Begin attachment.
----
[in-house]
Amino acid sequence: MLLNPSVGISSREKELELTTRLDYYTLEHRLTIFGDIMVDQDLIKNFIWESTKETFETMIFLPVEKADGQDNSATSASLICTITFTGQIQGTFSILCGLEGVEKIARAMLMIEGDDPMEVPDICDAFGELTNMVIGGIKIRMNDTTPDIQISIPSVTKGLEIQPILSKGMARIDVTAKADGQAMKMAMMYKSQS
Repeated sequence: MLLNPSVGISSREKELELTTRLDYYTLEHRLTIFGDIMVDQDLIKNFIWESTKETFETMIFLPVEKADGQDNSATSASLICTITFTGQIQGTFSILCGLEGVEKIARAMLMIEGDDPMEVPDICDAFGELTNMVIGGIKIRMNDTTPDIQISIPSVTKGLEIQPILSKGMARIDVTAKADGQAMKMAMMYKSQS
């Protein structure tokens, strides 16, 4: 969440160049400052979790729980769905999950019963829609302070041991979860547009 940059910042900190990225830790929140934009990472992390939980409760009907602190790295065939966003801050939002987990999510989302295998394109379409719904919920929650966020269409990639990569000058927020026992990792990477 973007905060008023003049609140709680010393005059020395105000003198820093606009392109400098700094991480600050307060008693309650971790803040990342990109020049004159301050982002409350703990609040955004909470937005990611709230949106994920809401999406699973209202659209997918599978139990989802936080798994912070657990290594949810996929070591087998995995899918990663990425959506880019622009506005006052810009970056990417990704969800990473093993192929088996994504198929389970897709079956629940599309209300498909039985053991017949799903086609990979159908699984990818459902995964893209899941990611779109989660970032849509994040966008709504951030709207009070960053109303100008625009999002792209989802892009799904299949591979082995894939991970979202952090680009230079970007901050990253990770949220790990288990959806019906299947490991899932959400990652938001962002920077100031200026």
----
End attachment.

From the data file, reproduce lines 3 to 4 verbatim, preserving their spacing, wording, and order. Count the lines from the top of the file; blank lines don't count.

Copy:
Repeated sequence: MLLNPSVGISSREKELELTTRLDYYTLEHRLTIFGDIMVDQDLIKNFIWESTKETFETMIFLPVEKADGQDNSATSASLICTITFTGQIQGTFSILCGLEGVEKIARAMLMIEGDDPMEVPDICDAFGELTNMVIGGIKIRMNDTTPDIQISIPSVTKGLEIQPILSKGMARIDVTAKADGQAMKMAMMYKSQS
């Protein structure tokens, strides 16, 4: 969440160049400052979790729980769905999950019963829609302070041991979860547009 940059910042900190990225830790929140934009990472992390939980409760009907602190790295065939966003801050939002987990999510989302295998394109379409719904919920929650966020269409990639990569000058927020026992990792990477 973007905060008023003049609140709680010393005059020395105000003198820093606009392109400098700094991480600050307060008693309650971790803040990342990109020049004159301050982002409350703990609040955004909470937005990611709230949106994920809401999406699973209202659209997918599978139990989802936080798994912070657990290594949810996929070591087998995995899918990663990425959506880019622009506005006052810009970056990417990704969800990473093993192929088996994504198929389970897709079956629940599309209300498909039985053991017949799903086609990979159908699984990818459902995964893209899941990611779109989660970032849509994040966008709504951030709207009070960053109303100008625009999002792209989802892009799904299949591979082995894939991970979202952090680009230079970007901050990253990770949220790990288990959806019906299947490991899932959400990652938001962002920077100031200026």